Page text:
The answers to these questions, like many others, remained unspoken because we (I) killed most of the thieves. Val’s strange magic caused two of them to fall asleep, and the only reason they both survived for questioning is because Armand and Lokaas tried and failed to stab a sleeping body with their blades. This has been an ongoing issue with those two. When Val puts something to sleep, you can kill it. You don’t have to TRY to kill it, you just kill it. You slit its throat, you filet the loin. You don’t wind up like you’re in the throes of an epic duel with an elder swamp elk. It’s a motionless body. You kill it. It’s not hard. I do it with moving bodies. I will have to dedicate some travel time giving that pair some pointers on the finer arts of butchery.

As I pondered whether I could salt and pack some thigh meat from the holey-men without the holyman noticing, there may or may not have been some discussion about whether Merle’s punishment fit the crime. I recall that the usual sentence for thieving horses is to be drawn and quartered, and given the immediate presence of many, many horses I’m not clear on why we didn’t tie them up then and there. It would have helped me with the portioning. Instead, Merle took care of business.

The next morning we set off again towards the goblin stronghold, to discover that the road here had been paved. Paved roads mean bridges, and bridges I’m learning generally translate to mixed melee/crossbow goblin ambushes. Thankfully this time we’d already perfected our standard battleplan for this type of obstacle, which involves Armand drawing out the melee into our sometime-later charging trap. I’d like to report that there was some variety in the nature of this combat, but we both already know that I killed everything efficiently while the remainder of the party offered enough distractions to make a show of it.

So here we sit, on the banks of a small stream, sifting through the possessions of the dead while I stealthfully record the excellence of my adventure into the surface of this dried bogboar hock. I believe, beyond the hill’s crest, we can hear the voices of the human-ish prisoners we’d come to liberate. I hope their captors are hungry. FOR STEEL. ALSO FATTY MEAT NOT MAKE BEST JERKY. LEAN IS BEST. HOPE THEY HUNGRY.

Ur's Journal: Game 2

Ur’s account of the descent into the old fortress and how the party learned that there is no such thing as a silent moment:

After the slaughter, the party rested outside the old dragon fortress and tried not to think about the smells Daman was making in the cookpot. Scary little Val returned with a Chronicler named Lokaas Vals. The Chronicler wore his small sword and cheater’s bow like they were made of stinging wasps. If there were hobgoblin Chroniclers one would probably tell a riddle like How is Lokaas Vals the same as Linden’s fearsome horse? and the answer would be His most dangerous weapon is his mouth, but there are no hobgoblin Chroniclers.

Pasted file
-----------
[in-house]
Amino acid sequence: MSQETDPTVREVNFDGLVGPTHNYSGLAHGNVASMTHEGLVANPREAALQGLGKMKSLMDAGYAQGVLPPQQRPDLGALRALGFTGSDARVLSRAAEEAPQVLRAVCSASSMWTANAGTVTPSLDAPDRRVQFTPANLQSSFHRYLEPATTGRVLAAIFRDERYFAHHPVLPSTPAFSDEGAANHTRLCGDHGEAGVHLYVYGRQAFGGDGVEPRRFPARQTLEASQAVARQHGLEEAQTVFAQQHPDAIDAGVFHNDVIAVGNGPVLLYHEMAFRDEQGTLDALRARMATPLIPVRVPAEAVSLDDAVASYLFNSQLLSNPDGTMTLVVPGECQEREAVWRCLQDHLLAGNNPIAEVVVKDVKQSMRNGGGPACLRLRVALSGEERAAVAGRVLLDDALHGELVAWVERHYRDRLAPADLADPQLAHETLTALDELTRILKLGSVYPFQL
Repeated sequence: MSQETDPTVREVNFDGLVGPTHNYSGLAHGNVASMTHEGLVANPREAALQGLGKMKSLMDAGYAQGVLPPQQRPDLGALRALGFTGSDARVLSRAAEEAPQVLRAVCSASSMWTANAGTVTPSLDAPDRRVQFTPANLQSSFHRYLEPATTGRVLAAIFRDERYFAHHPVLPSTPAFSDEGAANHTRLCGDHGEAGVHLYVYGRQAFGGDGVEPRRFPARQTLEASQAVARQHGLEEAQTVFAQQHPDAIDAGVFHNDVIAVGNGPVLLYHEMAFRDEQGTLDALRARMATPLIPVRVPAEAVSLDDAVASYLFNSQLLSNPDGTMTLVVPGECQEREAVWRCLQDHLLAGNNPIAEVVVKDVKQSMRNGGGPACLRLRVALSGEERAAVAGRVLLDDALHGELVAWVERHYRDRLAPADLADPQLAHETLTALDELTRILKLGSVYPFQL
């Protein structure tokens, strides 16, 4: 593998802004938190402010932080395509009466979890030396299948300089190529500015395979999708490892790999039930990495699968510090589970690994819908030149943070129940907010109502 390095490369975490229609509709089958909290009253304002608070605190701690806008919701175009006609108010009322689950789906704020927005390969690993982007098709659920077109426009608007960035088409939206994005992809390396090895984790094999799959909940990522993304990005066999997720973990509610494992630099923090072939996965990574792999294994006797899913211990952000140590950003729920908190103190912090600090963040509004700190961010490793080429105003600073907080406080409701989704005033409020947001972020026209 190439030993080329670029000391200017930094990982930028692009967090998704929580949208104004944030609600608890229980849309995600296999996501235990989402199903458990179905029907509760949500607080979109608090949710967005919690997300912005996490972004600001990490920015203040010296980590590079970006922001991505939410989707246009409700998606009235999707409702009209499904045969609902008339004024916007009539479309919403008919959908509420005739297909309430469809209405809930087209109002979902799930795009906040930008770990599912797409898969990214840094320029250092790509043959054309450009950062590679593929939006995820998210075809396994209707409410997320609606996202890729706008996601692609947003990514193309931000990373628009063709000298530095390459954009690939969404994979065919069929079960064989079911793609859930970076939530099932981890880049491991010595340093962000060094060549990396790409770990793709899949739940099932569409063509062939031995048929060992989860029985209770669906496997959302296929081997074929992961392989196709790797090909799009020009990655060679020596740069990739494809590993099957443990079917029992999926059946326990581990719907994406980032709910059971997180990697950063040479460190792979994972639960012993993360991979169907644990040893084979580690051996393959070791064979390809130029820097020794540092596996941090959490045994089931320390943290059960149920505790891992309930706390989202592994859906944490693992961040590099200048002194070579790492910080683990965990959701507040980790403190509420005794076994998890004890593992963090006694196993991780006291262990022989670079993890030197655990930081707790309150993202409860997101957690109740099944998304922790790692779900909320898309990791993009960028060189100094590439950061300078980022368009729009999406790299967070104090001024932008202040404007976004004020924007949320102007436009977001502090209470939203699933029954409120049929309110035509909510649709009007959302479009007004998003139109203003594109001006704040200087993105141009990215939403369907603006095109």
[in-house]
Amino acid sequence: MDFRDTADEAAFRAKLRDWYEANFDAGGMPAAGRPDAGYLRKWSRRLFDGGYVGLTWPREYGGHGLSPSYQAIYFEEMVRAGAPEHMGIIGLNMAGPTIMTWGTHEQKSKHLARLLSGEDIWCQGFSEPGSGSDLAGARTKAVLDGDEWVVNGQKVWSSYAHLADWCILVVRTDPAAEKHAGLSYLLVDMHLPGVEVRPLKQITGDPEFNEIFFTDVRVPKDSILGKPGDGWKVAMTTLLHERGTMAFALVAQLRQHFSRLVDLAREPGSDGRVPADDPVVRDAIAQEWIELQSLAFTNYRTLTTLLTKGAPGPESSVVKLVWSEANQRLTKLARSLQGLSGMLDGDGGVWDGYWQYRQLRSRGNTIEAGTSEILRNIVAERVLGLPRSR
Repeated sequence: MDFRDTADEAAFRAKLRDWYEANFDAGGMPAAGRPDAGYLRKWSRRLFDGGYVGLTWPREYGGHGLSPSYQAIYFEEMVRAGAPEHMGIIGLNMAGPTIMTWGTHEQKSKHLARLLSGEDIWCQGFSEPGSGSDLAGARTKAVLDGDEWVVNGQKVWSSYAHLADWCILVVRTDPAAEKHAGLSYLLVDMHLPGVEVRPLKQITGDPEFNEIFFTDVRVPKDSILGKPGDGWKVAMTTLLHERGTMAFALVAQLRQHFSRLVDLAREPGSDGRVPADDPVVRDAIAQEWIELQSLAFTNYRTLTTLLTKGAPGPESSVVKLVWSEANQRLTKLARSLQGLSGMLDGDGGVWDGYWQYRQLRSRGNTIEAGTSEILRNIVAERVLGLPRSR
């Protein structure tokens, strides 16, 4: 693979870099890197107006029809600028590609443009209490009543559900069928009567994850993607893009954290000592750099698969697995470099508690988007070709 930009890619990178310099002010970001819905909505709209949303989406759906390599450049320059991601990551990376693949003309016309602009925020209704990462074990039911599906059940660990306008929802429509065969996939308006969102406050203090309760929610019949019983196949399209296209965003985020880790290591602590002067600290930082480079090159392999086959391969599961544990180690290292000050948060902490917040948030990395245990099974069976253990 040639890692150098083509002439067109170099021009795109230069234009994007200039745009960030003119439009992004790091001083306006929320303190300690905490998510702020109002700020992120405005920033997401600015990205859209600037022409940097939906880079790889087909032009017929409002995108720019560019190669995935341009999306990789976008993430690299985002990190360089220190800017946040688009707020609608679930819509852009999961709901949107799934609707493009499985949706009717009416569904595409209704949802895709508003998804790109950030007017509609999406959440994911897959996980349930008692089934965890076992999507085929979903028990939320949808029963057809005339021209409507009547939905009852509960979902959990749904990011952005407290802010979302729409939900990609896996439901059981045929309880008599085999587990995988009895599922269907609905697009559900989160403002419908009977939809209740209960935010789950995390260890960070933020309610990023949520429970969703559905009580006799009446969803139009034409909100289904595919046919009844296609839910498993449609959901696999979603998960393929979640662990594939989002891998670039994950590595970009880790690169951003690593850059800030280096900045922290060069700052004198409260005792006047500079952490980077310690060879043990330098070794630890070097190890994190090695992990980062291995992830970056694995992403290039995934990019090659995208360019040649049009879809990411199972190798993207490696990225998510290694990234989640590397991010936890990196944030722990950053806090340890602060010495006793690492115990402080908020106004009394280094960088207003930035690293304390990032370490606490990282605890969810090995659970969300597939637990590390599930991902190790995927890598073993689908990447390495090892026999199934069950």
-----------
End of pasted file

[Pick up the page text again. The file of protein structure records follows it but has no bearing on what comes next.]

For good luck, Armand the Drow led the group back into the fortress to kill the rest of the goblins and find their slaves. With much courage he scouted ahead, quiet and alone, until honor demanded he let the enemy know he was there by kicking a pebble, or sneezing, or walking straight into lamplight. Down the first hall, Soren the Prophet knew the sound of bones rustling because he is sometimes odd and cried out a warning: an idiot goblin priest hid behind a large sturdy table and an army of dancing goblin corpses. Daman blasted apart the skeletons with his fire, and Linden and Del smashed a path through the burning bones. Val swamp-looked at the priest and made it twitch and sleep until Ur crashed against the heavy table and cut the goblin’s head in half with a roar of delight and a spray of black blood. The only thing weaker and stupider than a goblin is a dead goblin; the priest should have made an army of dancing tables instead.

The party found another group of hungry goblins pounding a table and killed them. Linden sent a rain of goblin pieces exploding out wherever his lance landed and his horse ate many goblin faces. A goblin priest sent a nightmare to scare Armand the Drow but Armand the Drow does not fear anything and kept stabbing until one of Daman’s burning pots destroyed the priest in a ball of greasy screaming fire. While Ur struggled against the table, Del spoke to Uurt, the goblin cook. Uurt wanted to cook the party but Del made him cook for the party instead. Daman stayed behind to gather guts and recipes as Uurt put goblin bodies on a spit. Lokaas put his sword away carefully and took out his bow carefully and found some potions in a pool.

Deeper into the fortress goblin archers waited behind a hole in a collapsed stairway. Del ran up to slam his shield into the hole and the stupid cowards fired at him anyway. Strong, mad goblins ran screaming out of the hall and knocked Linden down but soon Val made his fingers move and Linden sat back up and coughed with the smell of an old dry lizard. The Prophet was busy taking wounds but his ancestors have been dead a long time and need no rest; they hung ghostlike and terrible over Linden. Ur and Del broke through the rubble and murdered the sleeping archers with much blood and not really looking at them even.